An essay on the anxiety epidemic, autofiction and internet feminism.
After the release of Sympathy, her debut novel which explores surveillance and identity in the internet age, Olivia Sudjic found herself under the microscope. Trapped in an anxious spiral of self-doubt, she became alienated from herself and her work. Blaming her own mental-health masked a wider problem that still persists: the tendency for writing by women, whether fiction or personal testimony, to be invalidated on the grounds of sex.
Drawing on Sudjic’s experience of anxiety — as well as the work of Elena Ferrante, Maggie Nelson, Jenny Offill, Rachel Cusk and others — Exposure examines the damaging assumptions that attend female artists, indeed any woman who risks exposure, as well as the strategies by which one might escape them.
Praise for Exposure:
‘Unflinchingly honest and insightful about the challenges of anxiety — particularly about being a woman writer in a world determined to get below their skin. It’s brilliant and every sentence is razor-sharp.’—Sophie Mackintosh, Man Booker-longlisted author of THE WATER CURE
‘Beautifully articulated, incisive, necessary and downright brilliant.’—Sharlene Teo, author of PONTI
‘A powerful defence of fundamental, increasingly eroded rights: our right to be only partially known or wholly unseen; our right to draw on the energy of our fears to make art. In this post-truth moment, our fraught and all-too-frequently gendered (mis)understanding of fiction’s purpose is rapidly approaching crisis point. Sudjic’s Exposure feels like it arrives just in time.’—Sam Byers, author of PERFIDIOUS ALBION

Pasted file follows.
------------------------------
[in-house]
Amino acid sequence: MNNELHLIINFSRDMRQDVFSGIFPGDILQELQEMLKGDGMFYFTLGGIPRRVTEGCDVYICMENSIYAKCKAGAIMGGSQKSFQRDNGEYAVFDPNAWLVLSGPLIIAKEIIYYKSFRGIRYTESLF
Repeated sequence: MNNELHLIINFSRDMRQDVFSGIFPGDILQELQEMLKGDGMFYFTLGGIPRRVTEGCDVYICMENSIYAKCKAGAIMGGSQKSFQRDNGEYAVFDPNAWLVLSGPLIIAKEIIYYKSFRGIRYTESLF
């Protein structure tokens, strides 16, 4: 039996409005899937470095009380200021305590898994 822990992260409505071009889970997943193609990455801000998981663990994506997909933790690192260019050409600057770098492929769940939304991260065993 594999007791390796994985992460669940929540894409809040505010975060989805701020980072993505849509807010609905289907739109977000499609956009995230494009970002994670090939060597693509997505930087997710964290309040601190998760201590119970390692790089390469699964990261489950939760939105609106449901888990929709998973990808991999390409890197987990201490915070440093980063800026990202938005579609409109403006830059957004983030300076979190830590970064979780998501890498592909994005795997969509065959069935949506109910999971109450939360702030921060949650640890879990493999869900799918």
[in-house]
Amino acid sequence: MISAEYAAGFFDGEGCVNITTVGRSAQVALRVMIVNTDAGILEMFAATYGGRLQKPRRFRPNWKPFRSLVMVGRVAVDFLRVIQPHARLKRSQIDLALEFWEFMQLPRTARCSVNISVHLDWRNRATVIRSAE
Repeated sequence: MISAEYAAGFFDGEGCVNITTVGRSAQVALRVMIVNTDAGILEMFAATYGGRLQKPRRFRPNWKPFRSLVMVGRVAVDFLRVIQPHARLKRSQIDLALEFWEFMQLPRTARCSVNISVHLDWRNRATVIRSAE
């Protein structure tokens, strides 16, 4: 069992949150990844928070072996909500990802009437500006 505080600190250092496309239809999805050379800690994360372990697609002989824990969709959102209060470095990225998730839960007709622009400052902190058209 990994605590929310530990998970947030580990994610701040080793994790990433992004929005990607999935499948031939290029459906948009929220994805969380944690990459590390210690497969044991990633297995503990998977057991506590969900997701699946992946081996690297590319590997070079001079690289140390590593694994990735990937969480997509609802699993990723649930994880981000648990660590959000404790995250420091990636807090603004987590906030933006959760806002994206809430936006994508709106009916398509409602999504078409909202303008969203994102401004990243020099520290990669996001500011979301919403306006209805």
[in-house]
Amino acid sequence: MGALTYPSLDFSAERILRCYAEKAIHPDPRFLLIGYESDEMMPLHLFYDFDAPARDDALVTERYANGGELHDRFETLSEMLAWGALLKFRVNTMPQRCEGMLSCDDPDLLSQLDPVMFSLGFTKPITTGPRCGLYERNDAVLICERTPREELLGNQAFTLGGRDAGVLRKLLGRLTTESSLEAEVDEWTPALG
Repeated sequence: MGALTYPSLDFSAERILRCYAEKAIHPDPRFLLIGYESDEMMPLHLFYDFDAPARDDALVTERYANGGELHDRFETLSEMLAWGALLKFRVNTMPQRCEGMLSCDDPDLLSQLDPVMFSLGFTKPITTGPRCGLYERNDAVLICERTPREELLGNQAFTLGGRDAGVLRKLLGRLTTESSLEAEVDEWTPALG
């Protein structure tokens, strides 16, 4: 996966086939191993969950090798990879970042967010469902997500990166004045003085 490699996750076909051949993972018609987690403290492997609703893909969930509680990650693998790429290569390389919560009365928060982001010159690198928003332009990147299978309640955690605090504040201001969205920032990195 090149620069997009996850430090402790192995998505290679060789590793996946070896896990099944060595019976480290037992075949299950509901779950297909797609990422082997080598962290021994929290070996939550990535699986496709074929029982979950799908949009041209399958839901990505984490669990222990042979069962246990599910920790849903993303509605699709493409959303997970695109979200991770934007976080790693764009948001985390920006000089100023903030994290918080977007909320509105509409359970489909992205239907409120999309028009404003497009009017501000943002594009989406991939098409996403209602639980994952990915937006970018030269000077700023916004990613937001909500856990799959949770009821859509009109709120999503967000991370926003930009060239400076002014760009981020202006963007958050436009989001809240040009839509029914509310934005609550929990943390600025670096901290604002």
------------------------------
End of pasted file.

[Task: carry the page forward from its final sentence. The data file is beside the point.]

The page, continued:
‘Simply magnificent. It fizzes through your brain like a stringent tonic with an essayist’s style that entangles deep erudition with personal reflection.’—Matthew d’Ancona, Editor-in-Chief of DRUGSTORE CULTURE
Released November 1st 2018
About the Author
Olivia Sudjic is a writer living in London. Her work has appeared in The New York Times, Financial Times, Guardian and The Sunday Times. Her debut novel Sympathy was a finalist for the Salerno European Book Award, the Collyer Bristow Prize and has been translated into five languages.